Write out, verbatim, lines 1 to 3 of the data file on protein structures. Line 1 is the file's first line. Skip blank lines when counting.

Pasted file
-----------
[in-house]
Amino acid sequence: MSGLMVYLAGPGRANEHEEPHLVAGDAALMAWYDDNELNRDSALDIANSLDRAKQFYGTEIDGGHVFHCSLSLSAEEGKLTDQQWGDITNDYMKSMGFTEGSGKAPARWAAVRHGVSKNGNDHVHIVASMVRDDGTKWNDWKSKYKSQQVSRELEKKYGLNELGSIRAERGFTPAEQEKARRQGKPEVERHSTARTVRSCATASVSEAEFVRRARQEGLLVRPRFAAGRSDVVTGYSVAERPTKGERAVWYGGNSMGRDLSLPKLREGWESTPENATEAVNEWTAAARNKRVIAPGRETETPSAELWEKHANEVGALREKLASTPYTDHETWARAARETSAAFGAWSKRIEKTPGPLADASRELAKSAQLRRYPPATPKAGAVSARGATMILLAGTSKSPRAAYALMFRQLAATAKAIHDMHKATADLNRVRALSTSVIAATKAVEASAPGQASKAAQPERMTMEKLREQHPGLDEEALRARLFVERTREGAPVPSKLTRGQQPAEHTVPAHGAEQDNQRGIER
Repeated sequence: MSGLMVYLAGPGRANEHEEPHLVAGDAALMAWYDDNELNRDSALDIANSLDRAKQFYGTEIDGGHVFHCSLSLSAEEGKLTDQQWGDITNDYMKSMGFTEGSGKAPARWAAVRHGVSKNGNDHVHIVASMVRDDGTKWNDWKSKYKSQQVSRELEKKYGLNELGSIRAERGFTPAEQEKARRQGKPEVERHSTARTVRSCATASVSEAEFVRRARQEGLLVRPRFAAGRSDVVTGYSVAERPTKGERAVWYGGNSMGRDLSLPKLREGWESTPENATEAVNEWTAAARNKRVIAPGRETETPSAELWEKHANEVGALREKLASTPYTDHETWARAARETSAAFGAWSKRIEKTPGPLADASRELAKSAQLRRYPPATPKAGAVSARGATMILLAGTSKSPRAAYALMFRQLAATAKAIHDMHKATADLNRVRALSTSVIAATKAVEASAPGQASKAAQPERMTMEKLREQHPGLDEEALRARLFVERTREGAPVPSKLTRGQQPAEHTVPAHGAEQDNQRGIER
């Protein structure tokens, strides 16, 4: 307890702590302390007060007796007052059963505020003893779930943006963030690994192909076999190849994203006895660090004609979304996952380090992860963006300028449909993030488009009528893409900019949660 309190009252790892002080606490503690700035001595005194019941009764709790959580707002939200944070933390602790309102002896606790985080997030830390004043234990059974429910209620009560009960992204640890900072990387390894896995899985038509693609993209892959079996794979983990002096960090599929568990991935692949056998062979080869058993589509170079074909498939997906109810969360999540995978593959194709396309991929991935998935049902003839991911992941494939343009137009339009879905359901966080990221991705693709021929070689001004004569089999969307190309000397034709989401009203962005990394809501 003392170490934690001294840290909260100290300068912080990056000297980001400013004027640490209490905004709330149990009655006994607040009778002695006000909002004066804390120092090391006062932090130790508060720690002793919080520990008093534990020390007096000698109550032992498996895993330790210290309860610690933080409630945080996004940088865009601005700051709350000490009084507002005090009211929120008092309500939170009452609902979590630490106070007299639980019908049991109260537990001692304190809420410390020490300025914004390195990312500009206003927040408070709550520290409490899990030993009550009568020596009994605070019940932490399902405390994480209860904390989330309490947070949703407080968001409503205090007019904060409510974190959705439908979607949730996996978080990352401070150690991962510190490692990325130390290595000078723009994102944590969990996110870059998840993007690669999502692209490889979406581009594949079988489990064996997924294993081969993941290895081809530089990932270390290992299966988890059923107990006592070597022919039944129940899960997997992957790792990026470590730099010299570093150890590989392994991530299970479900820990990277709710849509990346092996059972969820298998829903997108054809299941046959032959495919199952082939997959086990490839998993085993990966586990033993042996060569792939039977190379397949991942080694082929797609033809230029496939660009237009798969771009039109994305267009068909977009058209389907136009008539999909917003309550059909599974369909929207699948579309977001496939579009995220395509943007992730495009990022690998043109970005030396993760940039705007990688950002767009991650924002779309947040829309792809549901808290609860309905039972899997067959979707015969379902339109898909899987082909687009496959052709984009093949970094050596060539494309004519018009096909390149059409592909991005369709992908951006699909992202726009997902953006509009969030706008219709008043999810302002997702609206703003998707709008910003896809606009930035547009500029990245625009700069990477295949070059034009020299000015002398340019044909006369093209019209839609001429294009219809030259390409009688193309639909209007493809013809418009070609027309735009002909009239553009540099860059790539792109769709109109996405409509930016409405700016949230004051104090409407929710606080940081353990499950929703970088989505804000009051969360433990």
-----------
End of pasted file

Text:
[in-house]
Amino acid sequence: MSGLMVYLAGPGRANEHEEPHLVAGDAALMAWYDDNELNRDSALDIANSLDRAKQFYGTEIDGGHVFHCSLSLSAEEGKLTDQQWGDITNDYMKSMGFTEGSGKAPARWAAVRHGVSKNGNDHVHIVASMVRDDGTKWNDWKSKYKSQQVSRELEKKYGLNELGSIRAERGFTPAEQEKARRQGKPEVERHSTARTVRSCATASVSEAEFVRRARQEGLLVRPRFAAGRSDVVTGYSVAERPTKGERAVWYGGNSMGRDLSLPKLREGWESTPENATEAVNEWTAAARNKRVIAPGRETETPSAELWEKHANEVGALREKLASTPYTDHETWARAARETSAAFGAWSKRIEKTPGPLADASRELAKSAQLRRYPPATPKAGAVSARGATMILLAGTSKSPRAAYALMFRQLAATAKAIHDMHKATADLNRVRALSTSVIAATKAVEASAPGQASKAAQPERMTMEKLREQHPGLDEEALRARLFVERTREGAPVPSKLTRGQQPAEHTVPAHGAEQDNQRGIER
Repeated sequence: MSGLMVYLAGPGRANEHEEPHLVAGDAALMAWYDDNELNRDSALDIANSLDRAKQFYGTEIDGGHVFHCSLSLSAEEGKLTDQQWGDITNDYMKSMGFTEGSGKAPARWAAVRHGVSKNGNDHVHIVASMVRDDGTKWNDWKSKYKSQQVSRELEKKYGLNELGSIRAERGFTPAEQEKARRQGKPEVERHSTARTVRSCATASVSEAEFVRRARQEGLLVRPRFAAGRSDVVTGYSVAERPTKGERAVWYGGNSMGRDLSLPKLREGWESTPENATEAVNEWTAAARNKRVIAPGRETETPSAELWEKHANEVGALREKLASTPYTDHETWARAARETSAAFGAWSKRIEKTPGPLADASRELAKSAQLRRYPPATPKAGAVSARGATMILLAGTSKSPRAAYALMFRQLAATAKAIHDMHKATADLNRVRALSTSVIAATKAVEASAPGQASKAAQPERMTMEKLREQHPGLDEEALRARLFVERTREGAPVPSKLTRGQQPAEHTVPAHGAEQDNQRGIER